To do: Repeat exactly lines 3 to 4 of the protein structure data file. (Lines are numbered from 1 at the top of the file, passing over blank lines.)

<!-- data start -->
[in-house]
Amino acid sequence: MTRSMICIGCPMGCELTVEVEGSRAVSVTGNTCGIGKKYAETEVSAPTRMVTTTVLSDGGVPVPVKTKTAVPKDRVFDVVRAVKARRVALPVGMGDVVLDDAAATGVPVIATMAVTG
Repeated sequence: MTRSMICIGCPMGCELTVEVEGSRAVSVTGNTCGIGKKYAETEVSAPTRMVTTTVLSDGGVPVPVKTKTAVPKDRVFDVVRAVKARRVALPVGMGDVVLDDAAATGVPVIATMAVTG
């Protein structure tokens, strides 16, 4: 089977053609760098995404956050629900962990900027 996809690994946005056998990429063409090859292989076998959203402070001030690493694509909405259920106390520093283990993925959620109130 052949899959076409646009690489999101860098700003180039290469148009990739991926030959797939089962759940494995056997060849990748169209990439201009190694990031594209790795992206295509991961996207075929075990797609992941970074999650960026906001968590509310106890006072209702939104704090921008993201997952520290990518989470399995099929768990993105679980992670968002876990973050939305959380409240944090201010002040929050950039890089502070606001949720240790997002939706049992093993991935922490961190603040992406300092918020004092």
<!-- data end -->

Repeated sequence: MTRSMICIGCPMGCELTVEVEGSRAVSVTGNTCGIGKKYAETEVSAPTRMVTTTVLSDGGVPVPVKTKTAVPKDRVFDVVRAVKARRVALPVGMGDVVLDDAAATGVPVIATMAVTG
């Protein structure tokens, strides 16, 4: 089977053609760098995404956050629900962990900027 996809690994946005056998990429063409090859292989076998959203402070001030690493694509909405259920106390520093283990993925959620109130 052949899959076409646009690489999101860098700003180039290469148009990739991926030959797939089962759940494995056997060849990748169209990439201009190694990031594209790795992206295509991961996207075929075990797609992941970074999650960026906001968590509310106890006072209702939104704090921008993201997952520290990518989470399995099929768990993105679980992670968002876990973050939305959380409240944090201010002040929050950039890089502070606001949720240790997002939706049992093993991935922490961190603040992406300092918020004092």